Great. Thanks again. Take care.

Robert G. Jones -- Chairman and Chief Executive Officer

Thanks, Terry.

Operator

Your next question comes from the line of David Long with Raymond James.

Robert G. Jones -- Chairman and Chief Executive Officer

Hey, David.

David Long -- Raymond James -- Analyst

Good morning, everyone. And just to echo everyone else's comments, Bob, you will be missed and Jim, congratulations, and we're looking forward to seeing you put your stamp on these calls to the extent that John Moran will allow. Just a couple of things. Following up on the fee income, wealth management revenue was up a bit in the quarter, and given what we saw in the markets, just curious how that was up, given the decline we saw in the equity markets. And maybe if you could talk about how that market gets priced and how the revenue is generated.

Daryl D. Moore -- Senior Executive Vice President, Chief Credit Executive

Yeah. We had a trust mature. It's really the fee that came in in the wealth side. You know that, whenever you have a trust mature, unfortunately the death of one of your clients, you get a large estate fee. So that's really the issue. They're priced much like in any book of business. It's a fee based on the value of the book. We are -- unlike a lot of shops, we have a little more propensity to fixed income versus equity. So you get a little bit steadiness there, but the volatility of that business will come from whenever we have estates mature.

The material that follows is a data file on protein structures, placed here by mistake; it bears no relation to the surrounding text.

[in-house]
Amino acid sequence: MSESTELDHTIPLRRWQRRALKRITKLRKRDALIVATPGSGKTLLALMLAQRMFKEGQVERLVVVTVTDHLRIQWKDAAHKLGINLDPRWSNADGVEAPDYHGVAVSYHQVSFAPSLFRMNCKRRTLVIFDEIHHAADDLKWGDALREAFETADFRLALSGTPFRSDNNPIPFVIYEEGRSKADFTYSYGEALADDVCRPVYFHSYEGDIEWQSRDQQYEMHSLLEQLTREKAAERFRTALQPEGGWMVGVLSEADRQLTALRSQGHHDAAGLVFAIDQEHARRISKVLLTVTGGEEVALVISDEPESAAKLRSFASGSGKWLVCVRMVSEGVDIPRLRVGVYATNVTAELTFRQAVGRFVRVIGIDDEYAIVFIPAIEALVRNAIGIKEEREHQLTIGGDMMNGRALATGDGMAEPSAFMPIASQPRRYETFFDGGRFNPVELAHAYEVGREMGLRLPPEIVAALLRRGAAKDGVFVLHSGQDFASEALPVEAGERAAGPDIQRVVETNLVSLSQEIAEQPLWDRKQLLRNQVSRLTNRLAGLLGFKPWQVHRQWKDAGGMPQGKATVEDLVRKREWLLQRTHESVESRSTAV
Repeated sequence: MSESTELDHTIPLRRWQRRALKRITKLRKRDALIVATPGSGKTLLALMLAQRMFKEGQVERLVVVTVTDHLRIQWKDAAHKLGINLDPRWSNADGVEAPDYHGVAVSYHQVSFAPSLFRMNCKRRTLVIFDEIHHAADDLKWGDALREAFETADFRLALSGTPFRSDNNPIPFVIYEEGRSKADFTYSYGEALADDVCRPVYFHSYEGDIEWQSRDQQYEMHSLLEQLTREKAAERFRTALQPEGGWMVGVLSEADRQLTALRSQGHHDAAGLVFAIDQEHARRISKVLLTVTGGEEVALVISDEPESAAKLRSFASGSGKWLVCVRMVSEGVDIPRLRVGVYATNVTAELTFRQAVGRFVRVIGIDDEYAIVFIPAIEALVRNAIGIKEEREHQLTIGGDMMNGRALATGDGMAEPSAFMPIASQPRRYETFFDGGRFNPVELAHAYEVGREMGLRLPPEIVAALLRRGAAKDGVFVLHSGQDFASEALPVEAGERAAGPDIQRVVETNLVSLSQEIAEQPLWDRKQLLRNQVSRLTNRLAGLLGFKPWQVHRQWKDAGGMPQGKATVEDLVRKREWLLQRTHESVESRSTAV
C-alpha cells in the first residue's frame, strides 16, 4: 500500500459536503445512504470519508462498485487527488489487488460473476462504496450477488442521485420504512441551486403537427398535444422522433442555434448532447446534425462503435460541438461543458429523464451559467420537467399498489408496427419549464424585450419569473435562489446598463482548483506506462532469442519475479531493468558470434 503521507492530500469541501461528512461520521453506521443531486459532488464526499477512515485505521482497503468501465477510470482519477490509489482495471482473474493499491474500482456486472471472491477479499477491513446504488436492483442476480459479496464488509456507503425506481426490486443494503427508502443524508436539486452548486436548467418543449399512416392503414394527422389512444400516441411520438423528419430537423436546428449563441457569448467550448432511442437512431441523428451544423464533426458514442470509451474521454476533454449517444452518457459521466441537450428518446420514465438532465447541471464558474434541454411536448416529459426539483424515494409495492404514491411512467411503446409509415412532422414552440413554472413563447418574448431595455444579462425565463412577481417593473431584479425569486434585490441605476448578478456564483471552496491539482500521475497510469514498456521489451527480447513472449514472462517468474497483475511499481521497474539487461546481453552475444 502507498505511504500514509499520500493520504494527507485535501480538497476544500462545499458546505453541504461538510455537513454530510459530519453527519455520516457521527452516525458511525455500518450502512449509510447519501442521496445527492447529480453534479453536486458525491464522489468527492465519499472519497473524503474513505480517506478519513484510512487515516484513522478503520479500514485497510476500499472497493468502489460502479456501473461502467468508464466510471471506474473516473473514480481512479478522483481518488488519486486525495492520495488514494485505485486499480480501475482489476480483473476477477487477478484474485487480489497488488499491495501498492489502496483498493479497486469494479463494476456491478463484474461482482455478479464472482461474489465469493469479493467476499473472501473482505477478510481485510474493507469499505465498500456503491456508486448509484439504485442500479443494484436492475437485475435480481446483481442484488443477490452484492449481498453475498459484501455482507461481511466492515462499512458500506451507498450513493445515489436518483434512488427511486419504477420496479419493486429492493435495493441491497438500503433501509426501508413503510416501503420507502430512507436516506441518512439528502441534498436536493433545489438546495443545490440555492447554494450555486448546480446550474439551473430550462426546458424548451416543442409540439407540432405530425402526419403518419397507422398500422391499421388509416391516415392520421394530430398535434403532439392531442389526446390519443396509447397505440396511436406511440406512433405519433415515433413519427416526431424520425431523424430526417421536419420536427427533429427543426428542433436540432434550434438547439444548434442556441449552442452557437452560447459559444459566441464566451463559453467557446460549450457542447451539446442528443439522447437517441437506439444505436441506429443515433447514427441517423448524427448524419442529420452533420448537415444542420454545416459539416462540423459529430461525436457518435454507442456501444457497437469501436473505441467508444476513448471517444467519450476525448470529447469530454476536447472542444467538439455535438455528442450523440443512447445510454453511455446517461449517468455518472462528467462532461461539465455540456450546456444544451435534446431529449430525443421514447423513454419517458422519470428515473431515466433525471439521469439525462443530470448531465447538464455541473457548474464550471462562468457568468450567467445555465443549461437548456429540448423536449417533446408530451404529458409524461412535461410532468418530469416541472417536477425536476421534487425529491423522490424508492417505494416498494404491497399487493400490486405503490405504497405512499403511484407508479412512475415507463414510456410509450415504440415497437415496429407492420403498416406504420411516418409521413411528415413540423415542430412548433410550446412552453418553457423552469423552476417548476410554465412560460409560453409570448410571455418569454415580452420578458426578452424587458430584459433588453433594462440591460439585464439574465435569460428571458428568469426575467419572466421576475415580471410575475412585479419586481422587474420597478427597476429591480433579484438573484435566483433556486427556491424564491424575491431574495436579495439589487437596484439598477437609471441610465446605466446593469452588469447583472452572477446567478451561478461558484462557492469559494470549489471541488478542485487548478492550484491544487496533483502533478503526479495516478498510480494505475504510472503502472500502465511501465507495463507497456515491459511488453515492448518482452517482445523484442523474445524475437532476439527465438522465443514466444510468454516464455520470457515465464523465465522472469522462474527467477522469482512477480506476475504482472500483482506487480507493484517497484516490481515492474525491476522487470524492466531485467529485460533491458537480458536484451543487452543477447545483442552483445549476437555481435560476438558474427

David Long -- Raymond James -- Analyst

Got it. And then as a follow-up, Bob, you mentioned some pockets of silliness in the marketplace. Can you give a little bit more color and where you think competition maybe getting a little bit out of whack?

Robert G. Jones -- Chairman and Chief Executive Officer

Yeah. I'd say Northern Indiana is an area that we continue to see it -- obviously, parts of Michigan, we're seeing some of that silliness. And it's really unlike the last pre-crisis challenges. It's really the smaller guys that are playing that silliness versus the larger guys or gals. And you see pockets of it, but really the most of it's been Michigan and Northern Indiana.